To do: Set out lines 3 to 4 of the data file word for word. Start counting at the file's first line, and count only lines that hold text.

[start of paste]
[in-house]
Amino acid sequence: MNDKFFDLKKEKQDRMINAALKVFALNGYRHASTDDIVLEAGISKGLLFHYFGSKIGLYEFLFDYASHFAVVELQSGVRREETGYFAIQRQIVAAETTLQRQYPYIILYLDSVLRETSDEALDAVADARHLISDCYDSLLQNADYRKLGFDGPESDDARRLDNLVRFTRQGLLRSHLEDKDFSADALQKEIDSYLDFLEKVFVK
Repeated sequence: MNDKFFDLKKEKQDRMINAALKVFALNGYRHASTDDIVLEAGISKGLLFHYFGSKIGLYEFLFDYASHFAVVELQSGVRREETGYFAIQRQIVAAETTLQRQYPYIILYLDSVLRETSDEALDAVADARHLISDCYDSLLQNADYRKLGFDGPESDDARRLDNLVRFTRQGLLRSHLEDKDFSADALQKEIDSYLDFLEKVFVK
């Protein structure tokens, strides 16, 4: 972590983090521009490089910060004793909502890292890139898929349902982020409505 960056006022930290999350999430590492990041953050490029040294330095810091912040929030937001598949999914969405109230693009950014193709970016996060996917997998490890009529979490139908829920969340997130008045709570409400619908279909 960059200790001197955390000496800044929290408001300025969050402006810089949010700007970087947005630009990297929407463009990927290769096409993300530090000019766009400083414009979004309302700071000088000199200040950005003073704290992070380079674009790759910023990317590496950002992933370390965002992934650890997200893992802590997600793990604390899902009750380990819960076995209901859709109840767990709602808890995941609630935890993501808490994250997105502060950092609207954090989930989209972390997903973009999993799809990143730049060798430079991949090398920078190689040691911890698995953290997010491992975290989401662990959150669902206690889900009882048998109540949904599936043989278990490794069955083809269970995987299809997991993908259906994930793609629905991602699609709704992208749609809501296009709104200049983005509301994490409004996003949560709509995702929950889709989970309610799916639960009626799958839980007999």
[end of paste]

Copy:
Repeated sequence: MNDKFFDLKKEKQDRMINAALKVFALNGYRHASTDDIVLEAGISKGLLFHYFGSKIGLYEFLFDYASHFAVVELQSGVRREETGYFAIQRQIVAAETTLQRQYPYIILYLDSVLRETSDEALDAVADARHLISDCYDSLLQNADYRKLGFDGPESDDARRLDNLVRFTRQGLLRSHLEDKDFSADALQKEIDSYLDFLEKVFVK
């Protein structure tokens, strides 16, 4: 972590983090521009490089910060004793909502890292890139898929349902982020409505 960056006022930290999350999430590492990041953050490029040294330095810091912040929030937001598949999914969405109230693009950014193709970016996060996917997998490890009529979490139908829920969340997130008045709570409400619908279909 960059200790001197955390000496800044929290408001300025969050402006810089949010700007970087947005630009990297929407463009990927290769096409993300530090000019766009400083414009979004309302700071000088000199200040950005003073704290992070380079674009790759910023990317590496950002992933370390965002992934650890997200893992802590997600793990604390899902009750380990819960076995209901859709109840767990709602808890995941609630935890993501808490994250997105502060950092609207954090989930989209972390997903973009999993799809990143730049060798430079991949090398920078190689040691911890698995953290997010491992975290989401662990959150669902206690889900009882048998109540949904599936043989278990490794069955083809269970995987299809997991993908259906994930793609629905991602699609709704992208749609809501296009709104200049983005509301994490409004996003949560709509995702929950889709989970309610799916639960009626799958839980007999």